Tuesday, January 25, 2011

Dali by Luis Romero (Spanish-language edition: 1975; English translation: 1979)

by Luis Romero
Spanish-language edition: 1975; English translation: 1979

This is one of the great books written about Salvador Dali. 

It combines both the author's first-hand knowledge of Dali, and the author's analysis of Dali's own writings and the words others have written about Dali.  In doing so, the author paints his own unique picture of Dali's artistic oeuvre while weaving in a good deal of biographical content.

Romero conceived of the book around 1969, while Dali was working on his masterwork, Hallucinogenic Bullfighter.  At that time, it was decided to use said work as the basis, or linking element, for this book.

While Romero's story winds through various Dali works, experiences, and anecdotes, it is the symbolism portrayed in the Bullfighter that Romero connects to the lifelong expressions of Dali.

Any Dali collector seeking a scholarly analysis of the Bullfighter, and Dali symbolism in general, should find this book easy to read and enlightening.  It answers questions it poses, and it poses questions that only now may become answerable. 

Romero concedes that at the time the book was published, it was difficult to provide comprehensive information about an artist's work which spanned the globe, especially in the absense of a complete catalog.  Remember that in 1970, the Morse's Dali ..... A Collection was only just being prepared and printed.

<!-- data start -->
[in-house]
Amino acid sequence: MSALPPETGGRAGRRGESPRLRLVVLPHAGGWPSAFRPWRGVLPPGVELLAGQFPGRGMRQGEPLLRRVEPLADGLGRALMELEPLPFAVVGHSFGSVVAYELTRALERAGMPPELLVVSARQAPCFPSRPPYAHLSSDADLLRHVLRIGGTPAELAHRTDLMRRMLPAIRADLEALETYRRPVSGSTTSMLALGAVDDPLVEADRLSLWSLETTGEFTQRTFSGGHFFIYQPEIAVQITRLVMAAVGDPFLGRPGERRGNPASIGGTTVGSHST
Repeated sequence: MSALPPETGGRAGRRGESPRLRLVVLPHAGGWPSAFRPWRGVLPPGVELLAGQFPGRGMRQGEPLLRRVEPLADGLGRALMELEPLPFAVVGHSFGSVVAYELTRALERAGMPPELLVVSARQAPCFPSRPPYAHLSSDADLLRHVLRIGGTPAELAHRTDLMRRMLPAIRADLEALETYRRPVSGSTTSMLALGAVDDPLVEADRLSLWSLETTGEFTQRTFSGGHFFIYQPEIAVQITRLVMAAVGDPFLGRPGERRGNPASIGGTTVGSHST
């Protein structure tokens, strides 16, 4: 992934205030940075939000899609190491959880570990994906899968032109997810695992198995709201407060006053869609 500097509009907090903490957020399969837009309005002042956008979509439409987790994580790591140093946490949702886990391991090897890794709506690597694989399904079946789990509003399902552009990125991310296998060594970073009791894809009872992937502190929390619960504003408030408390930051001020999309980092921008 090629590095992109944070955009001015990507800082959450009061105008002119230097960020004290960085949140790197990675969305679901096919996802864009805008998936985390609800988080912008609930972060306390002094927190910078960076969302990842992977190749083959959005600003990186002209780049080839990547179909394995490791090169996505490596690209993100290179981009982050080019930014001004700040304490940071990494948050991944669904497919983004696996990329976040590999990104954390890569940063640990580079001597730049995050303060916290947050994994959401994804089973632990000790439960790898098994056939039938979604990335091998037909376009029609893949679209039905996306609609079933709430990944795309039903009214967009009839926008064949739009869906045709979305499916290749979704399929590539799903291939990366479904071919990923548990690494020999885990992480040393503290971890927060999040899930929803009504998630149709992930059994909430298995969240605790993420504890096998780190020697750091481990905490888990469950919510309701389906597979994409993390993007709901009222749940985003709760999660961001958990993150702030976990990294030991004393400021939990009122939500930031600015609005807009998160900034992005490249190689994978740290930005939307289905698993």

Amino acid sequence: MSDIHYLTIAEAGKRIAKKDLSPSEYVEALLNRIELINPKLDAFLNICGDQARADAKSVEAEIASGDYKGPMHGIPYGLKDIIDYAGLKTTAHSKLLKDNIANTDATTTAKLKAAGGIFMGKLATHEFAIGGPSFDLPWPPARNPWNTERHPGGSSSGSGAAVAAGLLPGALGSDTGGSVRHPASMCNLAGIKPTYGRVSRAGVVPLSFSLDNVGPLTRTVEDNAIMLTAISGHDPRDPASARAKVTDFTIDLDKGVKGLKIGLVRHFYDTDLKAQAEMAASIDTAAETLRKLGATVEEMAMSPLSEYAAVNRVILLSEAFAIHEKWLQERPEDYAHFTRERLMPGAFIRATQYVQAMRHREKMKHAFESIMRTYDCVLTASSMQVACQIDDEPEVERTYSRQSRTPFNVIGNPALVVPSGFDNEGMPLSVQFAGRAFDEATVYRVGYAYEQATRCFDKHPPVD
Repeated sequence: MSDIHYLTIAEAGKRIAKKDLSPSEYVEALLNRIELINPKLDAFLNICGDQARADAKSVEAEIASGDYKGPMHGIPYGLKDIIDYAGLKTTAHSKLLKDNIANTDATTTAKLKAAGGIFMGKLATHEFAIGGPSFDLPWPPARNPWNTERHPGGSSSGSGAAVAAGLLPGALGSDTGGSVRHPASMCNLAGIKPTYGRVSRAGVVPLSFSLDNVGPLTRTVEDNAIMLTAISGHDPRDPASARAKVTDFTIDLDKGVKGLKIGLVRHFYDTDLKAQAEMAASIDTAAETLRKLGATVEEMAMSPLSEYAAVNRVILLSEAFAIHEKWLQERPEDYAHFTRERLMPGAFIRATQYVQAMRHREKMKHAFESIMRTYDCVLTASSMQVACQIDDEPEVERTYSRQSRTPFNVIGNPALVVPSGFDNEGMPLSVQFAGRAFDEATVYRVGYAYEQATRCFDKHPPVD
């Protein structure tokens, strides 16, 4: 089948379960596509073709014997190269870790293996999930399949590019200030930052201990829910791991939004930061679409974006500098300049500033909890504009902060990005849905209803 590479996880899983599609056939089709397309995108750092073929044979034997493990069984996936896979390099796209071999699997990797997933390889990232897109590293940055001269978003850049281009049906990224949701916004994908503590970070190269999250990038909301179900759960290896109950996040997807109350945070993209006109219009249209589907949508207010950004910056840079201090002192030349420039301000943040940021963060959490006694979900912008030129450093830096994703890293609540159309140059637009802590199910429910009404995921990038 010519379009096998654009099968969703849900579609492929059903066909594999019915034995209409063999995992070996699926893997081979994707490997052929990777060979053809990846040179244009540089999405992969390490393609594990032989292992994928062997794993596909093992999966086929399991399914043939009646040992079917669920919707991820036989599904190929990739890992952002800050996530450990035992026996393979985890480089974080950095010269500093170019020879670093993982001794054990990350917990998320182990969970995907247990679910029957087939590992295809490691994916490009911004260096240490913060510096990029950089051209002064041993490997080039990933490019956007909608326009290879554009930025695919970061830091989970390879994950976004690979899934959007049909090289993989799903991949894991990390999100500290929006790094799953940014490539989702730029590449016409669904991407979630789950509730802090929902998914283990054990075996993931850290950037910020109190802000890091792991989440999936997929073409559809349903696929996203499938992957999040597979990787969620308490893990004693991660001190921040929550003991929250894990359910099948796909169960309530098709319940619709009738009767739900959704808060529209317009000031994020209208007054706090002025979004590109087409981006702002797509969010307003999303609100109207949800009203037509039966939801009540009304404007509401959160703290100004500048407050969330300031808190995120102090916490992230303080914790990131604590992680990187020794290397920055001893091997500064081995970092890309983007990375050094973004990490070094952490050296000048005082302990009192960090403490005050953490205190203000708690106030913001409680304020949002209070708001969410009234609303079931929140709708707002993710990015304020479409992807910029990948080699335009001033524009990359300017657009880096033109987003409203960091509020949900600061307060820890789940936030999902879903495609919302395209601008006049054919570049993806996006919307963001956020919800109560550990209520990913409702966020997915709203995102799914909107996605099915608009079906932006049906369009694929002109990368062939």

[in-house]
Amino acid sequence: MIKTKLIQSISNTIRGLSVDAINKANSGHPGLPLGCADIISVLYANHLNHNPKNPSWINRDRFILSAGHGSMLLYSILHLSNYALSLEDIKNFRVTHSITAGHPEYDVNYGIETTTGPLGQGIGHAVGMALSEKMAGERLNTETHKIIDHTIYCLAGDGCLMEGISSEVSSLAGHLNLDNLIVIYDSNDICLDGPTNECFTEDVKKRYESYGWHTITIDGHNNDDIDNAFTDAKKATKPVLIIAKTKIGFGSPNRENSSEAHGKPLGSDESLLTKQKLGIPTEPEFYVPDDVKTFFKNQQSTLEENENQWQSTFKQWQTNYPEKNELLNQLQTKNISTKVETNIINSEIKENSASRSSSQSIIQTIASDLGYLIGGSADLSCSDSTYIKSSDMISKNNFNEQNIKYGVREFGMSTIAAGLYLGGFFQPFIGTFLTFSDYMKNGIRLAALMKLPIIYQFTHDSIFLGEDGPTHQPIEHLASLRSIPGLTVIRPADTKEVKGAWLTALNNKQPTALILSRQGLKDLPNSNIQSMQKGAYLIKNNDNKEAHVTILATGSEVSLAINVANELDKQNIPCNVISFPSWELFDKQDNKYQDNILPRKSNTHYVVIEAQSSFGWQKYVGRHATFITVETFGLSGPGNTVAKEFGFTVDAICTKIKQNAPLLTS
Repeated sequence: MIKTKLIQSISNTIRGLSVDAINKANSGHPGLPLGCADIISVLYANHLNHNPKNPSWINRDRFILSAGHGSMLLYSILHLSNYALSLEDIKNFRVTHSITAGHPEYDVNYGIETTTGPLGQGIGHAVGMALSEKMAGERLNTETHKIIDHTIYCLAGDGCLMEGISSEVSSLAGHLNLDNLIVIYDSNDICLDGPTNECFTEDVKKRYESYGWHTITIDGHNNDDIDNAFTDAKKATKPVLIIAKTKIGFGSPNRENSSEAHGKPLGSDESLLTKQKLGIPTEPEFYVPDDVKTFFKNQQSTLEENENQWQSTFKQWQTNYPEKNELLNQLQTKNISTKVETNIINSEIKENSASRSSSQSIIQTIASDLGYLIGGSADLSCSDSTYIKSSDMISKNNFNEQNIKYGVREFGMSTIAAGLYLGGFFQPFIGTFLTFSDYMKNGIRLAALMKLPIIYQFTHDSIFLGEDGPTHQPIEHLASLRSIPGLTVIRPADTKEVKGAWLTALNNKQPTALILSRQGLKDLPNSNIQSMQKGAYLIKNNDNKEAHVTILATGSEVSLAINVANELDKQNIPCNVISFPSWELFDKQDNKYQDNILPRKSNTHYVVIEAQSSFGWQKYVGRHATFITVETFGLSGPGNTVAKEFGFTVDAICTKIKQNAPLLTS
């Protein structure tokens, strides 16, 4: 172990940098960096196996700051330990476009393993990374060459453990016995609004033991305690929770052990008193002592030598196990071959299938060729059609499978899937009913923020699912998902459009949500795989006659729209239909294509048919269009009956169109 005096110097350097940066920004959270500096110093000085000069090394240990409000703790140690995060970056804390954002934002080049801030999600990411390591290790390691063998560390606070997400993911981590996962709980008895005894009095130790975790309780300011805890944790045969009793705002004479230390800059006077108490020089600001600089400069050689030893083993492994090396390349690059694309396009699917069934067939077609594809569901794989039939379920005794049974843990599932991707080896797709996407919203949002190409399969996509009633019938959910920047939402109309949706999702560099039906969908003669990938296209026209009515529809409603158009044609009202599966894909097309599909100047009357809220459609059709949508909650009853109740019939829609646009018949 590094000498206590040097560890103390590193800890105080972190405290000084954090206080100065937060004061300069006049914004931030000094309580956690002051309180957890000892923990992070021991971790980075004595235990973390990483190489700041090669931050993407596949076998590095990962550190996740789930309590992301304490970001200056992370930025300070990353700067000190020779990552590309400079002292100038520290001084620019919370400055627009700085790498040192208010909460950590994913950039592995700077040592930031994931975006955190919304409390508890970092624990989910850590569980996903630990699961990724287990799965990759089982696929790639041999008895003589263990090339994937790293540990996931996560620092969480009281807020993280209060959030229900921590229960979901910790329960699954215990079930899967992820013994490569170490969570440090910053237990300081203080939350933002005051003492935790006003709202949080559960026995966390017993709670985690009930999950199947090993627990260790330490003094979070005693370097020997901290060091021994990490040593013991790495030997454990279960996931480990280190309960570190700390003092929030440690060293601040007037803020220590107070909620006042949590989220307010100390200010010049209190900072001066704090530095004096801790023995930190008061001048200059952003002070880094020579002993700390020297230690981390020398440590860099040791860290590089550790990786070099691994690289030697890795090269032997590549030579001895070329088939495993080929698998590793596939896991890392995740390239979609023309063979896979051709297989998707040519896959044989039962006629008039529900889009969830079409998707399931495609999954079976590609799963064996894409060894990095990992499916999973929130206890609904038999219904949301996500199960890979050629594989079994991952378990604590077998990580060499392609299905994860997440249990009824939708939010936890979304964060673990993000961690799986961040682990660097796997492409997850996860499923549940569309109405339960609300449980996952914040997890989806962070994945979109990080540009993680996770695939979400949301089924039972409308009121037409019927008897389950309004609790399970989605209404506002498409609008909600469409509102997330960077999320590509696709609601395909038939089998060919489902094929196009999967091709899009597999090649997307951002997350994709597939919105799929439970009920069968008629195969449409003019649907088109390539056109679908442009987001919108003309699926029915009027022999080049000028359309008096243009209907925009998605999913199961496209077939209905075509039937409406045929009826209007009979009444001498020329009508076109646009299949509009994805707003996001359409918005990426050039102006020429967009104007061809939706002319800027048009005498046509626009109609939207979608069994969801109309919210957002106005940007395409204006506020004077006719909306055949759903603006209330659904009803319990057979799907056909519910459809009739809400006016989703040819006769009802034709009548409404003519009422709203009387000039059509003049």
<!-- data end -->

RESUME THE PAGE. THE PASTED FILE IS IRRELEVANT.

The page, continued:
In all, Romero does a fantastic job of surveying Dali's most popular works in one text while addressing the images and symbols he saw in a contemporary Dali masterwork as it was being painted.

The book is replete with color and b&w illustrations and photos, illustrated endpapers, and an attractively decorated leatherette cover. 

Of course, there are many detail reproductions of the Hallucinogenic Bullfighter as different elements of the painting are addressed.  I particularly enjoyed some of the photos of Dali at work and at play.  One small photo shows Dali in the act of jumping rope with some children!

There appear to be contemporary reprints of this book, but the first edition is fairly easy to obtain.  A fine quality copy will cost about $25-$30.  I have one extra copy for sale, and your purchase will help support this web site.


Anonymous said...

I have a pencil signed first edition in fairly good condition w/out the dust-jacket and am curious as ti its value. Can you please point me in the right direction? I've tried a few other online resourses and have not found any valuation/auction/sale price information. Anything you might be able to tell me would be greatly appreciated! Thank you,

Dali Collector said...

The book itself is not rare, so the value is in the Dali signature. If it's just a signature and it's authentic with some sort of COA or assurance of authenticity, then it's worth about $250 (at best) to the right collector. If there is no way to authenticate the signature (just your word), the book may sell for fewer than $100, probably more like $75. A Dali signature is not worth much unless there is an accompanying drawing or it's on an authentic print.